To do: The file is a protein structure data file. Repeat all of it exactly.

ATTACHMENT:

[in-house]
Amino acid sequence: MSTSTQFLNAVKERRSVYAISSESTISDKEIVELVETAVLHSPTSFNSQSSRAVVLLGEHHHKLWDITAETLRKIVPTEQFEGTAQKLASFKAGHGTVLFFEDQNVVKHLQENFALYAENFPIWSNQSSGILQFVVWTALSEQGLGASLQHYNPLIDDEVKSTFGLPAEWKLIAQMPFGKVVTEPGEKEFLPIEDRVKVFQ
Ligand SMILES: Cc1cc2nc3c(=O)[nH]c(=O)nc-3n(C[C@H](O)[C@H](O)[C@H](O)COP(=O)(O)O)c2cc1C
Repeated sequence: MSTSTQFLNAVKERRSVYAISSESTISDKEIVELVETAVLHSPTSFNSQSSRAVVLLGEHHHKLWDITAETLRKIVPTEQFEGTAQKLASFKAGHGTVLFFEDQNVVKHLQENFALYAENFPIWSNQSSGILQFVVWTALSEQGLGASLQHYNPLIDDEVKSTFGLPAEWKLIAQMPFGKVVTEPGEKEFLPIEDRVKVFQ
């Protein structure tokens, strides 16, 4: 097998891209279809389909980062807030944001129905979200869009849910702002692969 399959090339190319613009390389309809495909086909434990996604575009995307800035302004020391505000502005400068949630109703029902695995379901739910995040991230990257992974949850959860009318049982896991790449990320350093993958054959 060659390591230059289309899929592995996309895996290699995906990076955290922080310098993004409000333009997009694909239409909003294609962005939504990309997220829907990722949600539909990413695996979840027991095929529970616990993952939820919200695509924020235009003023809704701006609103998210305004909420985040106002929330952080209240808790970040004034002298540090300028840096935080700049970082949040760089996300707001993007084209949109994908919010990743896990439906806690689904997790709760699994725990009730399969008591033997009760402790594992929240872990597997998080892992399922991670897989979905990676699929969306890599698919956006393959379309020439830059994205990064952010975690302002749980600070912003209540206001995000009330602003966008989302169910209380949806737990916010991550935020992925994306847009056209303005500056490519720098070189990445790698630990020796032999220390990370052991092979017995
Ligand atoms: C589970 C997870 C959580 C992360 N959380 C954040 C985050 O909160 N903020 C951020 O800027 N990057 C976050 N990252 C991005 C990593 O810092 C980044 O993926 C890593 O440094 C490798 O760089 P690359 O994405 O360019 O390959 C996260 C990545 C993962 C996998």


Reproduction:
[in-house]
Amino acid sequence: MSTSTQFLNAVKERRSVYAISSESTISDKEIVELVETAVLHSPTSFNSQSSRAVVLLGEHHHKLWDITAETLRKIVPTEQFEGTAQKLASFKAGHGTVLFFEDQNVVKHLQENFALYAENFPIWSNQSSGILQFVVWTALSEQGLGASLQHYNPLIDDEVKSTFGLPAEWKLIAQMPFGKVVTEPGEKEFLPIEDRVKVFQ
Ligand SMILES: Cc1cc2nc3c(=O)[nH]c(=O)nc-3n(C[C@H](O)[C@H](O)[C@H](O)COP(=O)(O)O)c2cc1C
Repeated sequence: MSTSTQFLNAVKERRSVYAISSESTISDKEIVELVETAVLHSPTSFNSQSSRAVVLLGEHHHKLWDITAETLRKIVPTEQFEGTAQKLASFKAGHGTVLFFEDQNVVKHLQENFALYAENFPIWSNQSSGILQFVVWTALSEQGLGASLQHYNPLIDDEVKSTFGLPAEWKLIAQMPFGKVVTEPGEKEFLPIEDRVKVFQ
């Protein structure tokens, strides 16, 4: 097998891209279809389909980062807030944001129905979200869009849910702002692969 399959090339190319613009390389309809495909086909434990996604575009995307800035302004020391505000502005400068949630109703029902695995379901739910995040991230990257992974949850959860009318049982896991790449990320350093993958054959 060659390591230059289309899929592995996309895996290699995906990076955290922080310098993004409000333009997009694909239409909003294609962005939504990309997220829907990722949600539909990413695996979840027991095929529970616990993952939820919200695509924020235009003023809704701006609103998210305004909420985040106002929330952080209240808790970040004034002298540090300028840096935080700049970082949040760089996300707001993007084209949109994908919010990743896990439906806690689904997790709760699994725990009730399969008591033997009760402790594992929240872990597997998080892992399922991670897989979905990676699929969306890599698919956006393959379309020439830059994205990064952010975690302002749980600070912003209540206001995000009330602003966008989302169910209380949806737990916010991550935020992925994306847009056209303005500056490519720098070189990445790698630990020796032999220390990370052991092979017995
Ligand atoms: C589970 C997870 C959580 C992360 N959380 C954040 C985050 O909160 N903020 C951020 O800027 N990057 C976050 N990252 C991005 C990593 O810092 C980044 O993926 C890593 O440094 C490798 O760089 P690359 O994405 O360019 O390959 C996260 C990545 C993962 C996998």